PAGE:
Avion en papier
Origami Instructions Free Online Picture also shows the results graphically of moving away from the 'purest' form of Origami in each of the eight directions. In some cases I have marked the art as 'open-ended', for example paper-cuts.
By this I mean that we no more have a shut down system typical of Origami where a procedure exists to create a model and can return to the starting point. It is arguable it is the closed-system through which can some- how break, this is the real characteristic of Origami. ShapingRegular figures such as triangles, pentagons are well established for Origami.
Kent du Pre has done Bateau De Papier Paroles such work on Symmetric figures such as stars from which flowers can be folded. Irregular figures have came out occasionally, however the most extreme form occur in Paper Miracle with Rolf Harris's models. Silhouettes do not have restrictions in the Origami sense and are of course carefully related to paper slicing. In its simplest form cuts are made before to folding in a symmetric and planned way which will 'open up' the material available without the need for excessive density. The most recent talk about of the techniques is by Toshie Takahama who refers to it as Kirikomi and distinguishes it as typical of very early Japanese Origami Origami.
Uchiyama is reported as getting a patent in 1908 for 'KOKO'. style origami which appears to be the same in principle. Japanese books are packed with slitting to achieve ear or a tail or even legs. Perhaps one of the most recognized examples of theme 'slits to avoid folding' is in Fred Rohm's Circus pony in which 2 cuts are made, one for the ears and the other to provide enough points for the legs. Rohm folded his Circus pony without cuts but the technique is then far more complex. Thus we have 2 motives for cutting appearing here; one to create new opportunities and the Fabriquer Un Bateau En Papier Qui Flotte other to avoid the complexities of a model achieved exclusively by folding.
In a corner of the Livelihood Industry Pavilion at EXPO', electricity was used to make Origami pigeons flap their wings. Modelling That is now usual in animal folds to call for a final modelling particularly when foil has recently been used and one can make certain of the material remaining in place. A modern day example of this is in Pat Crawford's models. Neal Elias who probably led the move in the West to 3 DIMENSIONAL insists on any modeling following the folding The technique of wetting the paper is apparently Japanese in origin was Origami Star Instructions demonstrated by Yoshizawa at a Convention in Liverpool. Another method of damp moulding using paste in the preparation is discussed by Alice Gray she was shown it by Yoshizawa during a visit to Japan. The folds up tend to be gentle and are approaching sculpture rather than Origami.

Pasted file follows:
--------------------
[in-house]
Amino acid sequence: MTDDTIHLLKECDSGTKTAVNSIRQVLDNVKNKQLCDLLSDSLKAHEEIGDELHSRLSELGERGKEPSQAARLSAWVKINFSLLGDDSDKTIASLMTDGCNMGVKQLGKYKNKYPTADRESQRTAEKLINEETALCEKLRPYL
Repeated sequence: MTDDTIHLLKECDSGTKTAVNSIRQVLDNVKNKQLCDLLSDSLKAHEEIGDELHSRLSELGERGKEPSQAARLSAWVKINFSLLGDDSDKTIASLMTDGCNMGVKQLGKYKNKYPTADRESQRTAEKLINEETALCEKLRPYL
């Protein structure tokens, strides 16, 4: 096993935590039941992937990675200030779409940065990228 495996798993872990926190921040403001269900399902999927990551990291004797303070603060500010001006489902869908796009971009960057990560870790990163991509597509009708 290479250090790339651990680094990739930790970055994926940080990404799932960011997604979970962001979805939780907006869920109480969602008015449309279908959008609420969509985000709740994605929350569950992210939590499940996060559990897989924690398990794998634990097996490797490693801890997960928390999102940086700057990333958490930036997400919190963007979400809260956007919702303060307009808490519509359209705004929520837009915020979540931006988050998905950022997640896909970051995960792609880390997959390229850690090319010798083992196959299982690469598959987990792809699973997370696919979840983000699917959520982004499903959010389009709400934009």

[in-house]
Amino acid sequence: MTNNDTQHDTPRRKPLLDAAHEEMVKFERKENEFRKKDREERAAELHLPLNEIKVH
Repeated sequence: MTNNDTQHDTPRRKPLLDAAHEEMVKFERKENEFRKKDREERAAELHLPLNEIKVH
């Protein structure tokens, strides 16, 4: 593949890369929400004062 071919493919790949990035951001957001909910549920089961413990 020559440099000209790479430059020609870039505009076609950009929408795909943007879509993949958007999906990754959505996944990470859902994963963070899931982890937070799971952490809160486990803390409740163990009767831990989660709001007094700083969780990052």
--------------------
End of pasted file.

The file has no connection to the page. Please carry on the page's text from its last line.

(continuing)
Bateau en papier
Typically the associated arts are Weaving and Macrame which are open-ended. However string we can have 'Cats Cradles' which is a closed-systems game with direct analogie to Origami. Multi-layer Toshie Takahama has produced some superb examples of this variation of Origami. Typically the sheets of paper are folded together but usually opened at the conclusion to show the Origami Crane Project multi-layers usually with different colours. In flower folding and possible doll-making the multi-layer technique is exploited for their own sake with little or no folding involved. Multi-Part Isao Honda (15) was probably the first to create techniques involving 2 separate sheets of document each folded to represent some part of the creature and then brought together. The theory may well be traditional; if not in the way Honda uses it - see for example the Pagoda in Paper Miracle. Recently kits have came out for folding a monster from a amount of potager of different sizes.
Comment faire un avion en papier
Inside the most extreme combinations of water and document we are, of course , in the world of papier-mache which is obviously an open-ended art. DecoratingThe easiest step from your single colour is one side colored and one white or plain. A great package of modern Origami intrusions this colour difference. The delightful example is Mary Homewood's Robin. We can use the texture of our material which need not even be foil or paper. Neal Elias collects patterned foil and has shown models in 3 colours which count after choosing the right pattern and cutting his material to get the colour exactly where he wants them. A more restricted form of decoration
occurs in Japanese papers which are already printed with a design ideal for a special model. The end of this process is evidently the decoration of the final model and therefore into the decorative art proper which is open-ended. Lengthening By simply stretching our square we obtain rectangles then ribbon and finally string.
Fleur en papier
The cutting out of holes and so forth. to indicate eyes etc is sometimes found in Japanese books and we are obviously dealing with a approach which is becoming open-ended. When we fold in a symmetric way to prepare our paper for cutting the folding has obviously become secondary (2). Honda has called this kind of paper-craft Mon-Kiri (which means crest-making). The particular last step in the slitting or cutting is paper-cutting, some of the finest examples are likely from China and plainly here we have an open-ended Art. Supporting A way of moving away from the 'pure' central form is that of supporting or adding display mechanics to the models. In its simplest form organic beef use stuff, staples or 'blue tac' to hold an auto dvd unit in the desired pose and position. Or we may use wiring or cards. Probably the most unusual form of 'display mechanics' that We am acquainted with is by Toyoaki Kawai.